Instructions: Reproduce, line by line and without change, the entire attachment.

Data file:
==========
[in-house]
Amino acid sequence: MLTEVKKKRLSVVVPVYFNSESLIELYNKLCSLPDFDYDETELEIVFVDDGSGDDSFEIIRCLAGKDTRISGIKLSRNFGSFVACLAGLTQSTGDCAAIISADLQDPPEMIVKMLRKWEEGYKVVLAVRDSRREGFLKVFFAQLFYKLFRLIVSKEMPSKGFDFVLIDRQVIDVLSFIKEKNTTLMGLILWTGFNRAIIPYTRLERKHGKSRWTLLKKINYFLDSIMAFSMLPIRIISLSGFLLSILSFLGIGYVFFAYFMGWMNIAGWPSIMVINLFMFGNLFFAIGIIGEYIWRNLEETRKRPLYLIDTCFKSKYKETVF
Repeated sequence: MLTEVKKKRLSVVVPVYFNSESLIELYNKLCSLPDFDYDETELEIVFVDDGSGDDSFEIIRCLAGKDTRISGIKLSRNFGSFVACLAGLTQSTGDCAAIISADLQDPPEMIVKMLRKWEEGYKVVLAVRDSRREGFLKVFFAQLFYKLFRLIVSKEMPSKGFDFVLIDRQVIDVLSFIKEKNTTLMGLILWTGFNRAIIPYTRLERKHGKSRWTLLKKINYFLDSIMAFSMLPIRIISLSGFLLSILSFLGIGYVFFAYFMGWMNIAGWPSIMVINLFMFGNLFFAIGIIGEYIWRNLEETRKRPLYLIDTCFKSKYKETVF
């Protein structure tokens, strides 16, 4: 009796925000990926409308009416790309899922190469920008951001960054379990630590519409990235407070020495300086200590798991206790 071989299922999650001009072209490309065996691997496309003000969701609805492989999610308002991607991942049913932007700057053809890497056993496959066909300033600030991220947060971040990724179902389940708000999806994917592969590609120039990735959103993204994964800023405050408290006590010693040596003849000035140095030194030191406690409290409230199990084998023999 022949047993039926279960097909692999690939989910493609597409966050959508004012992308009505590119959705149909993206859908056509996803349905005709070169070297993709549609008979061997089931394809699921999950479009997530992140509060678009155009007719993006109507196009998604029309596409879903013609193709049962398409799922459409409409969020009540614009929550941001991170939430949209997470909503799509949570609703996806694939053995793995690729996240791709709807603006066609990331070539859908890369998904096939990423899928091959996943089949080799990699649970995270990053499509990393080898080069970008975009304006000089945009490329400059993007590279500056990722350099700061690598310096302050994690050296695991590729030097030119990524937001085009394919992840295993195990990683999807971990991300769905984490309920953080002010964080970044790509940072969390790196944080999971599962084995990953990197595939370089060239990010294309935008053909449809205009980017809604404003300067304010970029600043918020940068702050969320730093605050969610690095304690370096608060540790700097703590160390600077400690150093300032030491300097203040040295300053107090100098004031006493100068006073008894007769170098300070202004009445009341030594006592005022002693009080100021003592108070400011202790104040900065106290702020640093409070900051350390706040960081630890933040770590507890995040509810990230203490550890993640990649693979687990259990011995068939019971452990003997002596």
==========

[in-house]
Amino acid sequence: MLTEVKKKRLSVVVPVYFNSESLIELYNKLCSLPDFDYDETELEIVFVDDGSGDDSFEIIRCLAGKDTRISGIKLSRNFGSFVACLAGLTQSTGDCAAIISADLQDPPEMIVKMLRKWEEGYKVVLAVRDSRREGFLKVFFAQLFYKLFRLIVSKEMPSKGFDFVLIDRQVIDVLSFIKEKNTTLMGLILWTGFNRAIIPYTRLERKHGKSRWTLLKKINYFLDSIMAFSMLPIRIISLSGFLLSILSFLGIGYVFFAYFMGWMNIAGWPSIMVINLFMFGNLFFAIGIIGEYIWRNLEETRKRPLYLIDTCFKSKYKETVF
Repeated sequence: MLTEVKKKRLSVVVPVYFNSESLIELYNKLCSLPDFDYDETELEIVFVDDGSGDDSFEIIRCLAGKDTRISGIKLSRNFGSFVACLAGLTQSTGDCAAIISADLQDPPEMIVKMLRKWEEGYKVVLAVRDSRREGFLKVFFAQLFYKLFRLIVSKEMPSKGFDFVLIDRQVIDVLSFIKEKNTTLMGLILWTGFNRAIIPYTRLERKHGKSRWTLLKKINYFLDSIMAFSMLPIRIISLSGFLLSILSFLGIGYVFFAYFMGWMNIAGWPSIMVINLFMFGNLFFAIGIIGEYIWRNLEETRKRPLYLIDTCFKSKYKETVF
């Protein structure tokens, strides 16, 4: 009796925000990926409308009416790309899922190469920008951001960054379990630590519409990235407070020495300086200590798991206790 071989299922999650001009072209490309065996691997496309003000969701609805492989999610308002991607991942049913932007700057053809890497056993496959066909300033600030991220947060971040990724179902389940708000999806994917592969590609120039990735959103993204994964800023405050408290006590010693040596003849000035140095030194030191406690409290409230199990084998023999 022949047993039926279960097909692999690939989910493609597409966050959508004012992308009505590119959705149909993206859908056509996803349905005709070169070297993709549609008979061997089931394809699921999950479009997530992140509060678009155009007719993006109507196009998604029309596409879903013609193709049962398409799922459409409409969020009540614009929550941001991170939430949209997470909503799509949570609703996806694939053995793995690729996240791709709807603006066609990331070539859908890369998904096939990423899928091959996943089949080799990699649970995270990053499509990393080898080069970008975009304006000089945009490329400059993007590279500056990722350099700061690598310096302050994690050296695991590729030097030119990524937001085009394919992840295993195990990683999807971990991300769905984490309920953080002010964080970044790509940072969390790196944080999971599962084995990953990197595939370089060239990010294309935008053909449809205009980017809604404003300067304010970029600043918020940068702050969320730093605050969610690095304690370096608060540790700097703590160390600077400690150093300032030491300097203040040295300053107090100098004031006493100068006073008894007769170098300070202004009445009341030594006592005022002693009080100021003592108070400011202790104040900065106290702020640093409070900051350390706040960081630890933040770590507890995040509810990230203490550890993640990649693979687990259990011995068939019971452990003997002596």